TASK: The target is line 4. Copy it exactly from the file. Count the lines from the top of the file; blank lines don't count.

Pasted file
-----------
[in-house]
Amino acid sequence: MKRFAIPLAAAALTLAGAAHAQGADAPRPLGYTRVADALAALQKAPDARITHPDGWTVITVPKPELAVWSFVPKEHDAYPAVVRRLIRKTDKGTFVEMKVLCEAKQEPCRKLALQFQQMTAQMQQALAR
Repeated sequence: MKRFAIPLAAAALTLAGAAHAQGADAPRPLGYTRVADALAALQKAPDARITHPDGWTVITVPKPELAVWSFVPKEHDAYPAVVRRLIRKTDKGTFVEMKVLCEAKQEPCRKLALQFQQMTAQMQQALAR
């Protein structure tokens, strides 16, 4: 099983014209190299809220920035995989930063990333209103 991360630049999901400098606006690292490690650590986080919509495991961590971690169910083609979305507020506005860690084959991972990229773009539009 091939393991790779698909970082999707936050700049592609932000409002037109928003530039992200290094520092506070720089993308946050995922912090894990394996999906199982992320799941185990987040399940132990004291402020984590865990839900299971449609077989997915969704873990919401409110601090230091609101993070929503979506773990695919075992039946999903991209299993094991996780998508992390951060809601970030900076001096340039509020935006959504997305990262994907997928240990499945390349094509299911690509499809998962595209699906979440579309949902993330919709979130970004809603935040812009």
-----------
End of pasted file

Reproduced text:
């Protein structure tokens, strides 16, 4: 099983014209190299809220920035995989930063990333209103 991360630049999901400098606006690292490690650590986080919509495991961590971690169910083609979305507020506005860690084959991972990229773009539009 091939393991790779698909970082999707936050700049592609932000409002037109928003530039992200290094520092506070720089993308946050995922912090894990394996999906199982992320799941185990987040399940132990004291402020984590865990839900299971449609077989997915969704873990919401409110601090230091609101993070929503979506773990695919075992039946999903991209299993094991996780998508992390951060809601970030900076001096340039509020935006959504997305990262994907997928240990499945390349094509299911690509499809998962595209699906979440579309949902993330919709979130970004809603935040812009």